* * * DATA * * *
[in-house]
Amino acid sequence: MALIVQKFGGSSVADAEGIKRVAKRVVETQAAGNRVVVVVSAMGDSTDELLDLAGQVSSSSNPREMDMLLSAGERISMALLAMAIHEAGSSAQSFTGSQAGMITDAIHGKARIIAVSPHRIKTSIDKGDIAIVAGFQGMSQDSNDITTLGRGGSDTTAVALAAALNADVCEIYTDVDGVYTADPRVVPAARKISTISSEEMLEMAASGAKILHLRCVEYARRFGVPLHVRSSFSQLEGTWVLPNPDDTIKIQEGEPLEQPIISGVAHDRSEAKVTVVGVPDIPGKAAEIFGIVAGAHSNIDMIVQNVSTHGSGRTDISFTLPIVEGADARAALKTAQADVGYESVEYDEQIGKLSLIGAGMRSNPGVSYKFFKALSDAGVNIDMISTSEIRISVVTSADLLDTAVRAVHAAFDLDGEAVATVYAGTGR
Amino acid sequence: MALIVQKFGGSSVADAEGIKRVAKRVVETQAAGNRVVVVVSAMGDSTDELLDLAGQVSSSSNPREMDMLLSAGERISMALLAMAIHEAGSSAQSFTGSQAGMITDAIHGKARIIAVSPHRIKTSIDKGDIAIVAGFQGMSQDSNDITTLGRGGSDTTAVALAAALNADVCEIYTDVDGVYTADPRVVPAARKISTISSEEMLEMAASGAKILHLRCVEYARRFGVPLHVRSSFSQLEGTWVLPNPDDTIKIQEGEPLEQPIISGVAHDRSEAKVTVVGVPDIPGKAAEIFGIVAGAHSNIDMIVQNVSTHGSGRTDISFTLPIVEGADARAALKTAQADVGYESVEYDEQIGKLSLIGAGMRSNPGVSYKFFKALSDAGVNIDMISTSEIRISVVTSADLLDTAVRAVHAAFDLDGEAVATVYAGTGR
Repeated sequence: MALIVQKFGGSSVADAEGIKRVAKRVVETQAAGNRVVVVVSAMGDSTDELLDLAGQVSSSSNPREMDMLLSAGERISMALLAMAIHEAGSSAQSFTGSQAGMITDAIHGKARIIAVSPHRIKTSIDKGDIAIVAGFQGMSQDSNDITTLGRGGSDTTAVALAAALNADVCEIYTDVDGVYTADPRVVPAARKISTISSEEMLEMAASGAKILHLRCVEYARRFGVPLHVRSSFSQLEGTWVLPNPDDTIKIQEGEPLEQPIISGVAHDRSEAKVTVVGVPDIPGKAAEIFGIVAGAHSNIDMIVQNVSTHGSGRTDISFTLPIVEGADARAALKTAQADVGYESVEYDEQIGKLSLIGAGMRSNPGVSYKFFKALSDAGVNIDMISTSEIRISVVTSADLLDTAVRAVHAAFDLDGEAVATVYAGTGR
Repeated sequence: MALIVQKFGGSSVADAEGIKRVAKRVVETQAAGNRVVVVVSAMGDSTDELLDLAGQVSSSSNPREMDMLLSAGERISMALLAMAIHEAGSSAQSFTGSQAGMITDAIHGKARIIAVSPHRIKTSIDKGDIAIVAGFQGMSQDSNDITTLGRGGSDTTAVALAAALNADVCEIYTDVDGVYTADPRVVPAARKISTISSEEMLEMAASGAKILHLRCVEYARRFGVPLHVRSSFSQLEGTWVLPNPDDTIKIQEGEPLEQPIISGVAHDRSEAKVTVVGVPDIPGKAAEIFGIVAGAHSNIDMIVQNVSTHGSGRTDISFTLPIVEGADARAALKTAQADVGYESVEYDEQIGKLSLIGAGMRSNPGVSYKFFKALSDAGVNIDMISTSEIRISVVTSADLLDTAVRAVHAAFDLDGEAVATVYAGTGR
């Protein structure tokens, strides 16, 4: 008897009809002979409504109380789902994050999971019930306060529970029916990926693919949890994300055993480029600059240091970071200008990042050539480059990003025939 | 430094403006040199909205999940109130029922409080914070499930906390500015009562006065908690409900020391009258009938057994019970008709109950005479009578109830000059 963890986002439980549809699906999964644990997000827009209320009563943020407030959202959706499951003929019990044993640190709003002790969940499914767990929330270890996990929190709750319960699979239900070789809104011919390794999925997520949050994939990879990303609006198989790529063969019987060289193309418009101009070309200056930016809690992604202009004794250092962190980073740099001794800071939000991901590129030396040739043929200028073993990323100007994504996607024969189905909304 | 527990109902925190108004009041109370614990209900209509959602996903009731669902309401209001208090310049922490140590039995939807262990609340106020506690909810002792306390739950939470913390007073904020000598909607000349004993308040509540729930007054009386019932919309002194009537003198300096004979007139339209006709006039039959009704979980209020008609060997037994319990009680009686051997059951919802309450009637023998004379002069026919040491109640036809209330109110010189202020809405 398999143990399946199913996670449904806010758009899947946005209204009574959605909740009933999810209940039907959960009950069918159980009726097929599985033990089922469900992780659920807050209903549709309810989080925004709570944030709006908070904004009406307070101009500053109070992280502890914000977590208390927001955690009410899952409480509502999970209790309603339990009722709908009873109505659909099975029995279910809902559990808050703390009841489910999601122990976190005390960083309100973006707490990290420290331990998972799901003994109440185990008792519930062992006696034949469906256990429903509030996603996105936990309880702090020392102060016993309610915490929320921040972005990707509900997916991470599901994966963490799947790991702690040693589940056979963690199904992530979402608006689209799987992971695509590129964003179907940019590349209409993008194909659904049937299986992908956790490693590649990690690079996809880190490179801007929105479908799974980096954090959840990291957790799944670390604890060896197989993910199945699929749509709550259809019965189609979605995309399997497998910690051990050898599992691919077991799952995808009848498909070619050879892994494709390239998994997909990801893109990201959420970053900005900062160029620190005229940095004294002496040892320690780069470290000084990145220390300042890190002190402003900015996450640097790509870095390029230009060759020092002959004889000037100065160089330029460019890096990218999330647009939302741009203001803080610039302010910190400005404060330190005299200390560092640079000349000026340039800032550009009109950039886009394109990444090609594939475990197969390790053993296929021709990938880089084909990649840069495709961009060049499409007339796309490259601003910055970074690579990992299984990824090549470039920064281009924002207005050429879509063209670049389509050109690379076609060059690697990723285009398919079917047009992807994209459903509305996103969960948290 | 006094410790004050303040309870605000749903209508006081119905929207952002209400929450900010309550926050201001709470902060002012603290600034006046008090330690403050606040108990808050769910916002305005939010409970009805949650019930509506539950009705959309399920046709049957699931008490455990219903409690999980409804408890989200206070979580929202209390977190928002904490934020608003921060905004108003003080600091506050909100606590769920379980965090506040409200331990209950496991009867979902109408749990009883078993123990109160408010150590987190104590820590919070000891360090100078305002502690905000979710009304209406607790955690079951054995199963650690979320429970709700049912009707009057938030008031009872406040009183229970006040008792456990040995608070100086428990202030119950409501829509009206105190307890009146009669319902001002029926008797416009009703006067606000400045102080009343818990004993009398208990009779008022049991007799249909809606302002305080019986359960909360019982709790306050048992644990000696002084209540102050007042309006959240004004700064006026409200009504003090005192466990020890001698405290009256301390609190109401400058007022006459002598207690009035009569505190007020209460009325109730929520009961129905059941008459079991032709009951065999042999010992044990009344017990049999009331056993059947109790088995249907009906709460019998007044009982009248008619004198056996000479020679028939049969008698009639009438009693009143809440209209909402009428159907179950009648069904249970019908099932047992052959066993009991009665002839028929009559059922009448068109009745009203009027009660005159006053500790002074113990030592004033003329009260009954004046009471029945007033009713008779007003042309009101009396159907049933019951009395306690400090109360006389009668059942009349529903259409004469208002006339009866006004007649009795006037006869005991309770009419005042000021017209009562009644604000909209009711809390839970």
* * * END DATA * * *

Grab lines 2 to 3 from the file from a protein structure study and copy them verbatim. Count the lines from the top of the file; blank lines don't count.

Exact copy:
Amino acid sequence: MALIVQKFGGSSVADAEGIKRVAKRVVETQAAGNRVVVVVSAMGDSTDELLDLAGQVSSSSNPREMDMLLSAGERISMALLAMAIHEAGSSAQSFTGSQAGMITDAIHGKARIIAVSPHRIKTSIDKGDIAIVAGFQGMSQDSNDITTLGRGGSDTTAVALAAALNADVCEIYTDVDGVYTADPRVVPAARKISTISSEEMLEMAASGAKILHLRCVEYARRFGVPLHVRSSFSQLEGTWVLPNPDDTIKIQEGEPLEQPIISGVAHDRSEAKVTVVGVPDIPGKAAEIFGIVAGAHSNIDMIVQNVSTHGSGRTDISFTLPIVEGADARAALKTAQADVGYESVEYDEQIGKLSLIGAGMRSNPGVSYKFFKALSDAGVNIDMISTSEIRISVVTSADLLDTAVRAVHAAFDLDGEAVATVYAGTGR
Amino acid sequence: MALIVQKFGGSSVADAEGIKRVAKRVVETQAAGNRVVVVVSAMGDSTDELLDLAGQVSSSSNPREMDMLLSAGERISMALLAMAIHEAGSSAQSFTGSQAGMITDAIHGKARIIAVSPHRIKTSIDKGDIAIVAGFQGMSQDSNDITTLGRGGSDTTAVALAAALNADVCEIYTDVDGVYTADPRVVPAARKISTISSEEMLEMAASGAKILHLRCVEYARRFGVPLHVRSSFSQLEGTWVLPNPDDTIKIQEGEPLEQPIISGVAHDRSEAKVTVVGVPDIPGKAAEIFGIVAGAHSNIDMIVQNVSTHGSGRTDISFTLPIVEGADARAALKTAQADVGYESVEYDEQIGKLSLIGAGMRSNPGVSYKFFKALSDAGVNIDMISTSEIRISVVTSADLLDTAVRAVHAAFDLDGEAVATVYAGTGR